Politics & Policy

The Right Balance

Making U.N. involvement work in postwar Iraq.

Coalition forces in Iraq are still fighting off pockets of resistance, trying to stop looting, and searching for weapons of mass destruction. But as that important work goes on, it’s also critical to get on with the next step — creating a peaceful, stable, united, prosperous, and democratic Iraq.

So who should take the lead in rebuilding Iraq?

Some say that the Coalition should step aside and let the United Nations administer the country.

But, opponents reply, the U.N. lacks the capacity or resources to administer postwar Iraq. Besides, they add, the world body failed so abjectly in the prewar diplomatic phase that it has no moral standing to call the shots after the conflict ends.

The answer falls somewhere in between. A productive partnership between the Coalition powers and the U.N. is possible — if the labor is divided properly.

The U.N. can play a positive and constructive role in Iraq. But only if it plays to its strengths — meaning humanitarian aid and reconstruction. Governance and security must be left in the hands of the Coalition and those nations chosen by the Coalition to assist.

Why? For one thing, the job of administering a free Iraq is simply too big for the United Nations to handle. Indeed, U.N. officials have conceded as much. “Although a U.N.-led transitional authority may seem more palatable than an administration by an occupying power,” an internal report done for the secretary general said, “the U.N. does not have the capacity to take on the responsibility of administering Iraq.”

The U.N. is eager to be involved — but as the secretary general’s report noted, only as long as the mandate doesn’t exceed the resources provided for the mission.

Many U.N. international failures started with just such a mismatch between the mission and the resources given to accomplish it. That likely would be the case in Iraq as well.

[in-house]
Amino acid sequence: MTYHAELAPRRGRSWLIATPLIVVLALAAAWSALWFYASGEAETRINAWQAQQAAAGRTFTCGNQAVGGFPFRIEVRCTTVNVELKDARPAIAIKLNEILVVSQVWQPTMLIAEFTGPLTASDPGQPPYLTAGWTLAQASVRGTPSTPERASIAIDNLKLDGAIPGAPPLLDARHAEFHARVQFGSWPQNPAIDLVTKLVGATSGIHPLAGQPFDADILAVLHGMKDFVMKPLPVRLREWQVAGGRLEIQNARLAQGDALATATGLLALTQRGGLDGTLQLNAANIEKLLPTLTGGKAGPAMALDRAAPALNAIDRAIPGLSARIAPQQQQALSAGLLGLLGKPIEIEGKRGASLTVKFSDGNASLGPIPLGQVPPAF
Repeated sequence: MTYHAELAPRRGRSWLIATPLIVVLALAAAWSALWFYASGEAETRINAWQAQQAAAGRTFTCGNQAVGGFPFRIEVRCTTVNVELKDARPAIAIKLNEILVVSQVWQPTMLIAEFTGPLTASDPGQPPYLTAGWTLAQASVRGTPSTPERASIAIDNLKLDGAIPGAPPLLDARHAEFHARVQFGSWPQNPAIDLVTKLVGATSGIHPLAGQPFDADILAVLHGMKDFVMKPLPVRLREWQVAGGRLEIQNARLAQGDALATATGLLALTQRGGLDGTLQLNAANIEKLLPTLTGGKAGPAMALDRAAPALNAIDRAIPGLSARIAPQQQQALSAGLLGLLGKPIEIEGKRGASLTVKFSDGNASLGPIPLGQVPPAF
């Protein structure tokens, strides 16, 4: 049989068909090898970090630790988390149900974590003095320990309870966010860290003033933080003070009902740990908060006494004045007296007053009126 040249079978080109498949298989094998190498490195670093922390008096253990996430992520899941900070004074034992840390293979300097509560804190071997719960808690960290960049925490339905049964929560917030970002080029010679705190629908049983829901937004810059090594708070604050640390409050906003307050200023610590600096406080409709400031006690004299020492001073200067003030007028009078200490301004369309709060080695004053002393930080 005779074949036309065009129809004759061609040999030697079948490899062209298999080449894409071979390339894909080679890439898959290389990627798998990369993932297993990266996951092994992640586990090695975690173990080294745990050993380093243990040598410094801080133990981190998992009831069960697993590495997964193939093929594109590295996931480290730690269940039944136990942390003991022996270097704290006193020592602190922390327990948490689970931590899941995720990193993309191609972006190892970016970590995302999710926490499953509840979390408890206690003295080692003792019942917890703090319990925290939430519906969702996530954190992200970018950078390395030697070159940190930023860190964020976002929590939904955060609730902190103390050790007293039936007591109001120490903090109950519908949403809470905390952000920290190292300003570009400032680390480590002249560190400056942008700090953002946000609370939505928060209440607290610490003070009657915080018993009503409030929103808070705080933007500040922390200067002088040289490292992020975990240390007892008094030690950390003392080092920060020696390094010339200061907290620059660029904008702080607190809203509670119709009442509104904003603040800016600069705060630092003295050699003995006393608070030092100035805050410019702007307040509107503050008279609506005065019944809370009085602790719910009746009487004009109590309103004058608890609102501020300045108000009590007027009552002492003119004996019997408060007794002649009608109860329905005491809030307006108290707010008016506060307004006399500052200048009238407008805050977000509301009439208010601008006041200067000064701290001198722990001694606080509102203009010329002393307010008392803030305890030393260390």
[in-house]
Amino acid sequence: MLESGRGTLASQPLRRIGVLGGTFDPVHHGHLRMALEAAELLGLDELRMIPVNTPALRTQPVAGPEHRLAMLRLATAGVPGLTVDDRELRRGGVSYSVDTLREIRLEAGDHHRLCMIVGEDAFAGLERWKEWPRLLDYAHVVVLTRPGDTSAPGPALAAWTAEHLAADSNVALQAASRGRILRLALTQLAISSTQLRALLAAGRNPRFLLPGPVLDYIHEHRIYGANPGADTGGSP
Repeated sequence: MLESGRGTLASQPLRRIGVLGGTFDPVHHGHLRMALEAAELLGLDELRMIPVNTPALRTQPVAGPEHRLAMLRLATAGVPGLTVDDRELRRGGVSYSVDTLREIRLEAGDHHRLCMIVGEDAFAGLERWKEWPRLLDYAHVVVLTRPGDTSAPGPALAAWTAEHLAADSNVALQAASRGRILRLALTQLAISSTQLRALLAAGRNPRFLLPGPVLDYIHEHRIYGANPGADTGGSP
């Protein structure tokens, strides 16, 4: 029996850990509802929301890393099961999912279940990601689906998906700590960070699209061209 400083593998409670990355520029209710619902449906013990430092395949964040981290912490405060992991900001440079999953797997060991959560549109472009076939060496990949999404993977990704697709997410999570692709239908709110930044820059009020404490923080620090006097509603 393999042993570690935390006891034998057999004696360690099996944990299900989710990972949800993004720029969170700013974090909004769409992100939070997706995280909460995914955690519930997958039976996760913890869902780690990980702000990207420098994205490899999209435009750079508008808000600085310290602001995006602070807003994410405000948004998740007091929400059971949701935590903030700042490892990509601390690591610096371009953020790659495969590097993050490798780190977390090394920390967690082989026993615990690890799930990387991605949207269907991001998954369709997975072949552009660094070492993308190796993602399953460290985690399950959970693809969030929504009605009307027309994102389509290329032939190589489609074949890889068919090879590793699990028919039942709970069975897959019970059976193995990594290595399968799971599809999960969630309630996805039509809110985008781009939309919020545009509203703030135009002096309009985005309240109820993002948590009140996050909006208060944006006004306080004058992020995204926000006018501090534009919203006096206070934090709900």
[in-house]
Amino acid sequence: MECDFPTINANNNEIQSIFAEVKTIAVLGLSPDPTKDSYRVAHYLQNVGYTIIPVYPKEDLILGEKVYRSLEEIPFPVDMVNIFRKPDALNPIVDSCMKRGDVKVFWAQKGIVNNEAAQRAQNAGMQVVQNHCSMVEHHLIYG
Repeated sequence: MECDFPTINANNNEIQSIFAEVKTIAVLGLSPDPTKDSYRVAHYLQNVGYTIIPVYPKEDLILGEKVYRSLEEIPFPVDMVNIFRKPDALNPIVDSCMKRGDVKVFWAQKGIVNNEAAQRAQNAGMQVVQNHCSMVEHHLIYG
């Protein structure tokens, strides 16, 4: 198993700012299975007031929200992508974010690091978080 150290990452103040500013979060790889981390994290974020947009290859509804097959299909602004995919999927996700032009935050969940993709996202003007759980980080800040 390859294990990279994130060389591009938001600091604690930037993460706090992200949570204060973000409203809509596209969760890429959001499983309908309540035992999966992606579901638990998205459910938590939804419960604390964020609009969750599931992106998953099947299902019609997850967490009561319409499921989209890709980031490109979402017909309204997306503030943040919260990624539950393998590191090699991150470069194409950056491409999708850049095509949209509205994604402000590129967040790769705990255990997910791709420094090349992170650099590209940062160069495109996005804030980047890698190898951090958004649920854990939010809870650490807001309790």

Moreover, the U.N. tends to be slow, bureaucratic, and a slave to consensus. It is often inflexible and probably wouldn’t be able to deal efficiently with rapidly evolving matters in Iraq. Leadership by a small coalition would lend itself to quick, flexible, and effective decision making.

Creating security and stability is the most important job right now in assuring Iraq’s future. It will be fundamental for a successful humanitarian, reconstruction, and governance effort. Security operations will include crushing the resistance, monitoring the borders, securing oil fields and finding weapons of mass destruction. The Coalition powers should be solely responsibility for providing security.

That’s because the U.N.’s record in security operations — especially peacekeeping — is spotty at best. U.N. missions in Kosovo, Bosnia, and Rwanda do not inspire confidence. The international community can certainly help out, and the Coalition should consider including other capable forces — such as NATO — in peacekeeping operations. But the Coalition must remain in command.

The challenge of governing a free Iraq also should be left in Coalition hands. An interim authority is the quickest, most efficient, and direct way of transferring control of Iraq back to the Iraqi people — where it belongs.

The U.N. has run transitional governments, but has no experience administering a transition for a country this large. Iraq is not East Timor, Cambodia, or Bosnia. Iraq is a country of 23 million people the size of California. That’s 33 times bigger than East Timor. The U.N. can play a positive role later on in governance by running elections — starting at the local level.

The U.N.’s strength is in the humanitarian field, where it has a good record of feeding the hungry and getting refugees home. The United Nations World Food Program, High Commissioner for Refugees, and UNICEF are uniquely qualified and should play a central role in rebuilding Iraq.

The reconstruction of Iraq will also include addressing state debts and rebuilding infrastructure. The United Nations can also lend a hand here. Loans from the U.N.’s multilateral financial institutions, including the World Bank and the IMF, will be critical in getting Iraq back on its feet economically and improving the lives of ordinary Iraqis.

The United Nations can — and should — make important contributions to leading Iraq from tyranny to freedom. But Coalition leadership — not U.N. administration — will be the most efficient and effective way to bring about an open, free, prosperous Iraq as quickly as possible. There’s no point setting the United Nations — and the Iraqi people — up for failure.

Peter Brookes, a former deputy assistant secretary of defense, is a senior fellow for national-security affairs at the Heritage Foundation.

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